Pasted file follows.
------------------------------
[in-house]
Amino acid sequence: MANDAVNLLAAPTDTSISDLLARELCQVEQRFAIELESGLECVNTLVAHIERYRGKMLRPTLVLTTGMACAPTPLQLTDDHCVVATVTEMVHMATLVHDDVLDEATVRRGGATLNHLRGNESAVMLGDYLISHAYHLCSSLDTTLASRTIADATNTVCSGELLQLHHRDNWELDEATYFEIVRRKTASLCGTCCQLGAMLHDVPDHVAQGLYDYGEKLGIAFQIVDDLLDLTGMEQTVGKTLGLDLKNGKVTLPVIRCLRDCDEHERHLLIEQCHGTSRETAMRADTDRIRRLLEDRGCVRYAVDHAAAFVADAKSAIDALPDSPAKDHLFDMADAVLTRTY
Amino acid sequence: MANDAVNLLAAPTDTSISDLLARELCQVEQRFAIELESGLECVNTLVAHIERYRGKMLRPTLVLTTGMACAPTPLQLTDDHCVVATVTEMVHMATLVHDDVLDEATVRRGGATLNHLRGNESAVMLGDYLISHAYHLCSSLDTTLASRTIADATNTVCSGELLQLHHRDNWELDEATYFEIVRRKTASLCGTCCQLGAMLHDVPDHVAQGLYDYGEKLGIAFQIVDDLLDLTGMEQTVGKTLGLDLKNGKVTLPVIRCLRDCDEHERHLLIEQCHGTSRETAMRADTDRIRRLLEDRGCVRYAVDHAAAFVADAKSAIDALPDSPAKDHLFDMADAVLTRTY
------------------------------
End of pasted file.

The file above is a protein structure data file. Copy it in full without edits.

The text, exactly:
[in-house]
Amino acid sequence: MANDAVNLLAAPTDTSISDLLARELCQVEQRFAIELESGLECVNTLVAHIERYRGKMLRPTLVLTTGMACAPTPLQLTDDHCVVATVTEMVHMATLVHDDVLDEATVRRGGATLNHLRGNESAVMLGDYLISHAYHLCSSLDTTLASRTIADATNTVCSGELLQLHHRDNWELDEATYFEIVRRKTASLCGTCCQLGAMLHDVPDHVAQGLYDYGEKLGIAFQIVDDLLDLTGMEQTVGKTLGLDLKNGKVTLPVIRCLRDCDEHERHLLIEQCHGTSRETAMRADTDRIRRLLEDRGCVRYAVDHAAAFVADAKSAIDALPDSPAKDHLFDMADAVLTRTY
Amino acid sequence: MANDAVNLLAAPTDTSISDLLARELCQVEQRFAIELESGLECVNTLVAHIERYRGKMLRPTLVLTTGMACAPTPLQLTDDHCVVATVTEMVHMATLVHDDVLDEATVRRGGATLNHLRGNESAVMLGDYLISHAYHLCSSLDTTLASRTIADATNTVCSGELLQLHHRDNWELDEATYFEIVRRKTASLCGTCCQLGAMLHDVPDHVAQGLYDYGEKLGIAFQIVDDLLDLTGMEQTVGKTLGLDLKNGKVTLPVIRCLRDCDEHERHLLIEQCHGTSRETAMRADTDRIRRLLEDRGCVRYAVDHAAAFVADAKSAIDALPDSPAKDHLFDMADAVLTRTY